Regarding Regret Bias:
A client with a regret bias has two stocks in his portfolio;
Stock A, Purchase price was USD50, and current price is USD60
Stock B, Purchase price was USD 55, and current price USD47
The correct answer is that he would fear to take any action in either stocks. But I have two questions regarding the example;
Does this mean that for a client with regret bias, the portfolio has to be discretionary where the manger takes all the decisions and the client is not involved in the decisions after formulating the IPS.
The second question is why did not the client purchase stock A, in order not to regret any further increases?
To answer your first question, there’s a reading section on portfolio alteration to account for behavioral biases. Since regret bias is an emotional bias, if the client is rich, the PM would make a 10-15% adjustment to the portfolio from the mean-variance efficient portfolio. If the client is poor (and has emotional bias), you’d make a 5-10% adjustment. On the other hand, if the client has cognitive biases, you’d alter the portfolio by 5-10% and under 5% respectively if they are rich or poor. In sum:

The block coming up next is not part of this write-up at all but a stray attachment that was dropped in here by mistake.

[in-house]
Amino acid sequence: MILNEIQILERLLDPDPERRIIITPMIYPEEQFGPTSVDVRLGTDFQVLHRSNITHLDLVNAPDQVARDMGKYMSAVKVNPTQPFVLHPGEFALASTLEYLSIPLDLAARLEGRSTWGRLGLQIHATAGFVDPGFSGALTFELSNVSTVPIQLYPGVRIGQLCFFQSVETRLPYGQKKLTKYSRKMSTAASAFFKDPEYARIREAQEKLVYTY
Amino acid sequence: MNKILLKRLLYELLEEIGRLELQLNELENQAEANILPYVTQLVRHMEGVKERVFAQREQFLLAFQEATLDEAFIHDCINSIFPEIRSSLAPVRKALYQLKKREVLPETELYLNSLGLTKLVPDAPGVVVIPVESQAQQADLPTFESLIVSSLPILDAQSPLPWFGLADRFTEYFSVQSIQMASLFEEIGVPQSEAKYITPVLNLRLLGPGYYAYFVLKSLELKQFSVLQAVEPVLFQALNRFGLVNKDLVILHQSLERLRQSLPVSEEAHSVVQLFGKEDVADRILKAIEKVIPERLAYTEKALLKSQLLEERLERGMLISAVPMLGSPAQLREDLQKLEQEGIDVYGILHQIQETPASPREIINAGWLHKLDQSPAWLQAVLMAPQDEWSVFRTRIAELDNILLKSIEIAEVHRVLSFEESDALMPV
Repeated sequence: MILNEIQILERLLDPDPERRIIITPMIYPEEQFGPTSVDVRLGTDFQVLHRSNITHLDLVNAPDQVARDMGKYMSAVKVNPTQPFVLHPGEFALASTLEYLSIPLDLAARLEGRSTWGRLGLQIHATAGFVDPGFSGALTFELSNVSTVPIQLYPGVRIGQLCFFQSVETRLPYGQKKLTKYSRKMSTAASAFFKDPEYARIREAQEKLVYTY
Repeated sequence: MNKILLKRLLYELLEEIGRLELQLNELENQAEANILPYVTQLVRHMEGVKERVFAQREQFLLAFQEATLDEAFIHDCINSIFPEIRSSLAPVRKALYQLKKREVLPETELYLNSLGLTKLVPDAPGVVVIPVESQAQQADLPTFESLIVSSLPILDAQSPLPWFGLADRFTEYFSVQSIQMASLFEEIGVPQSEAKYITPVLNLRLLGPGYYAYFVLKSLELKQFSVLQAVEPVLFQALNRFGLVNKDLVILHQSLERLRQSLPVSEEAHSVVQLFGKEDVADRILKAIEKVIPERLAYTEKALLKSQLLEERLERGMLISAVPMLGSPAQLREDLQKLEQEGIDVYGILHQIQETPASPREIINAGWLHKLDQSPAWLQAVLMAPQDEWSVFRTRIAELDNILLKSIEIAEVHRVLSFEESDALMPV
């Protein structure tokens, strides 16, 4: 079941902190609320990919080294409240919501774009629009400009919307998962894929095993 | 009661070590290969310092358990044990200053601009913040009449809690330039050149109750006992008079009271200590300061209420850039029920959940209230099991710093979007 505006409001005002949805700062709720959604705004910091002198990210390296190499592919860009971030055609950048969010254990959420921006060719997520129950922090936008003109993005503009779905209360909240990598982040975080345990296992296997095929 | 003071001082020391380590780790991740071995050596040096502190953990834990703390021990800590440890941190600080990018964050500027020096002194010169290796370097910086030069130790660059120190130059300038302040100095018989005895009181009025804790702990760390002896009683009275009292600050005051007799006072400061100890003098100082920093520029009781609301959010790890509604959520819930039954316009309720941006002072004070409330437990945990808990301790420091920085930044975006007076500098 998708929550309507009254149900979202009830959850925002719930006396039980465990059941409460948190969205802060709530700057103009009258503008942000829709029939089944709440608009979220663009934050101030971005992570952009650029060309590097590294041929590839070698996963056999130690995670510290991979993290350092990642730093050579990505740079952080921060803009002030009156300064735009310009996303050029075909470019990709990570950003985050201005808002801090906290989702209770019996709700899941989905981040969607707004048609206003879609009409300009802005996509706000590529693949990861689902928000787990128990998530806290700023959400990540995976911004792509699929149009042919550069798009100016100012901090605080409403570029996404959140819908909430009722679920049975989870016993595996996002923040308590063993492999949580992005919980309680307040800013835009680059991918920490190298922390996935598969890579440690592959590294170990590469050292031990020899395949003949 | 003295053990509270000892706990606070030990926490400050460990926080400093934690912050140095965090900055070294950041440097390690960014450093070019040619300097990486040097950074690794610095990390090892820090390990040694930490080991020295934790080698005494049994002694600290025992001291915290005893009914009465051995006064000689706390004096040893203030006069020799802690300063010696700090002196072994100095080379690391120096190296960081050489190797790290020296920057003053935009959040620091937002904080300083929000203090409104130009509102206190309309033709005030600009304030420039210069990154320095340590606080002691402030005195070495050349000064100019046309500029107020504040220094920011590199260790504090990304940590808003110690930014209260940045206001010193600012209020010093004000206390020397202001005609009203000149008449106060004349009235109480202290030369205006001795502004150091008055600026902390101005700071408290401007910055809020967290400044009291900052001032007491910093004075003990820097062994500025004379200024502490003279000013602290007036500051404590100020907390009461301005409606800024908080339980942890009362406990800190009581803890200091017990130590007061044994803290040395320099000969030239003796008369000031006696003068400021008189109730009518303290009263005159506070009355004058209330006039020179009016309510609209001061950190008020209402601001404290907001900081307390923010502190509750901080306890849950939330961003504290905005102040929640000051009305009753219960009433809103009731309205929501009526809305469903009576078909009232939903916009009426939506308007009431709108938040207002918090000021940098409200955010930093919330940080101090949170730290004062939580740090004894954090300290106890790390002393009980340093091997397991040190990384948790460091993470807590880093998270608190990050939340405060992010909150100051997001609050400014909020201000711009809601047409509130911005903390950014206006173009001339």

Emotional and Poor: 5-10% Emotional and Rich: 10-15% Cognitive and Poor: <5% Cognitive and Rich: 5-10% This is because you can’t “teach away” emotional biases, so you act by making changes to the portfolio from the MVO efficient allocations. On the other hand, you can provide information and training to correct cognitive biases, so the adjustment needed is less. Finally, you can’t afford to make too many deviations for a poor portfolio, which explains lower deviations for poor portfolios regardless of the type of bias. Your second question is too much of a “what if/why not” and doesn’t make sense. Regret bias by definition is an emotional bias where you don’t take action out of fear that you might miss out (have regret).